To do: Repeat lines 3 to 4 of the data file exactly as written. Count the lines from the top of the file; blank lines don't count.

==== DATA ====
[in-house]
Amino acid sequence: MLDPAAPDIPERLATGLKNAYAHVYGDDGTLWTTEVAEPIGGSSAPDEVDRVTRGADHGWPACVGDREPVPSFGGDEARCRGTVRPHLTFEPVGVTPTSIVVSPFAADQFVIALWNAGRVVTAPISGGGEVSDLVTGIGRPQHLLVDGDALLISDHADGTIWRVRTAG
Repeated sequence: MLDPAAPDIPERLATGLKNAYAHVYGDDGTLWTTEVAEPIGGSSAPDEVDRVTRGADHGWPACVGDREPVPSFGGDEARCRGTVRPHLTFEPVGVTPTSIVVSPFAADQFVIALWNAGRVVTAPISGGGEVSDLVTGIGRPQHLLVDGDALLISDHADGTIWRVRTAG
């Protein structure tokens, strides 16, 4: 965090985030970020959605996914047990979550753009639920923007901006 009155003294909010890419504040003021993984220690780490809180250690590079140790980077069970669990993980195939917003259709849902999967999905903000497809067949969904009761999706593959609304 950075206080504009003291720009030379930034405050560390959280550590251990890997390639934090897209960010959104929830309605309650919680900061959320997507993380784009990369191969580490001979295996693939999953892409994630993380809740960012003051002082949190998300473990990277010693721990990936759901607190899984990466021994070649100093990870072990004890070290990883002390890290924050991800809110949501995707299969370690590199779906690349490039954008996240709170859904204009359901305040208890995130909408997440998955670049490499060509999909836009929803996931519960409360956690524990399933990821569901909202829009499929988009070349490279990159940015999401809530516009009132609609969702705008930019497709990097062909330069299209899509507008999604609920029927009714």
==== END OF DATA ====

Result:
Repeated sequence: MLDPAAPDIPERLATGLKNAYAHVYGDDGTLWTTEVAEPIGGSSAPDEVDRVTRGADHGWPACVGDREPVPSFGGDEARCRGTVRPHLTFEPVGVTPTSIVVSPFAADQFVIALWNAGRVVTAPISGGGEVSDLVTGIGRPQHLLVDGDALLISDHADGTIWRVRTAG
């Protein structure tokens, strides 16, 4: 965090985030970020959605996914047990979550753009639920923007901006 009155003294909010890419504040003021993984220690780490809180250690590079140790980077069970669990993980195939917003259709849902999967999905903000497809067949969904009761999706593959609304 950075206080504009003291720009030379930034405050560390959280550590251990890997390639934090897209960010959104929830309605309650919680900061959320997507993380784009990369191969580490001979295996693939999953892409994630993380809740960012003051002082949190998300473990990277010693721990990936759901607190899984990466021994070649100093990870072990004890070290990883002390890290924050991800809110949501995707299969370690590199779906690349490039954008996240709170859904204009359901305040208890995130909408997440998955670049490499060509999909836009929803996931519960409360956690524990399933990821569901909202829009499929988009070349490279990159940015999401809530516009009132609609969702705008930019497709990097062909330069299209899509507008999604609920029927009714």